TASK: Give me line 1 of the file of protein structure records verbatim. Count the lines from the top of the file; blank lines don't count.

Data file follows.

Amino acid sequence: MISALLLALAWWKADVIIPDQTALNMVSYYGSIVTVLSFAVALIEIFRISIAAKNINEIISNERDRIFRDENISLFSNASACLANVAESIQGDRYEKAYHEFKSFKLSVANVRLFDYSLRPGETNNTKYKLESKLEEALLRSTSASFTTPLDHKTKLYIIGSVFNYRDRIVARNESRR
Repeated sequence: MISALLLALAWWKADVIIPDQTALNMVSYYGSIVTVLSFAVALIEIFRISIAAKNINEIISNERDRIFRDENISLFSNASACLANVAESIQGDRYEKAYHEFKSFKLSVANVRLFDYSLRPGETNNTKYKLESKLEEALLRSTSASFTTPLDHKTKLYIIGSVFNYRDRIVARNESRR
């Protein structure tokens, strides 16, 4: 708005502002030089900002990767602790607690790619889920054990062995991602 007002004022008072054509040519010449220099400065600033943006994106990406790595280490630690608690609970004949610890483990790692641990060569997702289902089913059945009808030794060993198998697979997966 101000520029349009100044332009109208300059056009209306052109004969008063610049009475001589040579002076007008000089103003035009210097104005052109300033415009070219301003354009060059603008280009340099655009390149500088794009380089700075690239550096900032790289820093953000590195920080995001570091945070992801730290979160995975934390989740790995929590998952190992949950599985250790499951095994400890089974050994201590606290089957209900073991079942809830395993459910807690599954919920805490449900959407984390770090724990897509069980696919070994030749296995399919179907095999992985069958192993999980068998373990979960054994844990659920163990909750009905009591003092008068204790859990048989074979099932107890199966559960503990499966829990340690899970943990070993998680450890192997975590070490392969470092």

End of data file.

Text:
Amino acid sequence: MISALLLALAWWKADVIIPDQTALNMVSYYGSIVTVLSFAVALIEIFRISIAAKNINEIISNERDRIFRDENISLFSNASACLANVAESIQGDRYEKAYHEFKSFKLSVANVRLFDYSLRPGETNNTKYKLESKLEEALLRSTSASFTTPLDHKTKLYIIGSVFNYRDRIVARNESRR